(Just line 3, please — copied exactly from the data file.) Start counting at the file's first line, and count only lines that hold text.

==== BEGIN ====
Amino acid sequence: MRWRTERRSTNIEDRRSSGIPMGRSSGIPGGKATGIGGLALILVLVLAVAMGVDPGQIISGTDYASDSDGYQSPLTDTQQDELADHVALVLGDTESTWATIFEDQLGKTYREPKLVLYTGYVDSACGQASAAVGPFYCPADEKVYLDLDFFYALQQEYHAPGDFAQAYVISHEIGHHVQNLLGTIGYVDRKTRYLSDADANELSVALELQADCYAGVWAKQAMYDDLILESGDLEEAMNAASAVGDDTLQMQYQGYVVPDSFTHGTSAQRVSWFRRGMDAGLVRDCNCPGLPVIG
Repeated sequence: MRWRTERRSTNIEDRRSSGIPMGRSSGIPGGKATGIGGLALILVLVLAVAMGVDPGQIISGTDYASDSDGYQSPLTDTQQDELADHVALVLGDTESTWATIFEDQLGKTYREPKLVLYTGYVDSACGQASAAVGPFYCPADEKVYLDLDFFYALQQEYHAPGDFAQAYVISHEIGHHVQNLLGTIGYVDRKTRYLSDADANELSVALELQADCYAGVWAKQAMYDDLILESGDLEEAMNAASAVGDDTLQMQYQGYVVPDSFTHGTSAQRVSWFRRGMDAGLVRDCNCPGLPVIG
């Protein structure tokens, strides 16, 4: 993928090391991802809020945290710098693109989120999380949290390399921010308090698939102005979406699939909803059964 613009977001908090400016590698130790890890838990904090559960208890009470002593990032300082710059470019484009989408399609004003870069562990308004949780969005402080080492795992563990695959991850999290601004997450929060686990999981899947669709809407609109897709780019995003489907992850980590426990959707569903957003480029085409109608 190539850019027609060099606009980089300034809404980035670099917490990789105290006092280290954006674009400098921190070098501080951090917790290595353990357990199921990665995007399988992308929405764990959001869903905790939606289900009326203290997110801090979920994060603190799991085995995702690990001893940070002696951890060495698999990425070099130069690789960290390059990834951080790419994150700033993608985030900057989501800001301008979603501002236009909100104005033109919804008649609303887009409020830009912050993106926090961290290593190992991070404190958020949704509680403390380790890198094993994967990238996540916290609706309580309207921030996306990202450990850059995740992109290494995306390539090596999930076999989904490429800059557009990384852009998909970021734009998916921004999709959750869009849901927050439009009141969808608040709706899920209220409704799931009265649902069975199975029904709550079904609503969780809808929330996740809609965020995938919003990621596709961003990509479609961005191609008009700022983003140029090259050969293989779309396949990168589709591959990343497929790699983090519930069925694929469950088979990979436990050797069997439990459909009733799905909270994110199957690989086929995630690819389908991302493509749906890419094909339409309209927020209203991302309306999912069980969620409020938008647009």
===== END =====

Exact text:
């Protein structure tokens, strides 16, 4: 993928090391991802809020945290710098693109989120999380949290390399921010308090698939102005979406699939909803059964 613009977001908090400016590698130790890890838990904090559960208890009470002593990032300082710059470019484009989408399609004003870069562990308004949780969005402080080492795992563990695959991850999290601004997450929060686990999981899947669709809407609109897709780019995003489907992850980590426990959707569903957003480029085409109608 190539850019027609060099606009980089300034809404980035670099917490990789105290006092280290954006674009400098921190070098501080951090917790290595353990357990199921990665995007399988992308929405764990959001869903905790939606289900009326203290997110801090979920994060603190799991085995995702690990001893940070002696951890060495698999990425070099130069690789960290390059990834951080790419994150700033993608985030900057989501800001301008979603501002236009909100104005033109919804008649609303887009409020830009912050993106926090961290290593190992991070404190958020949704509680403390380790890198094993994967990238996540916290609706309580309207921030996306990202450990850059995740992109290494995306390539090596999930076999989904490429800059557009990384852009998909970021734009998916921004999709959750869009849901927050439009009141969808608040709706899920209220409704799931009265649902069975199975029904709550079904609503969780809808929330996740809609965020995938919003990621596709961003990509479609961005191609008009700022983003140029090259050969293989779309396949990168589709591959990343497929790699983090519930069925694929469950088979990979436990050797069997439990459909009733799905909270994110199957690989086929995630690819389908991302493509749906890419094909339409309209927020209203991302309306999912069980969620409020938008647009």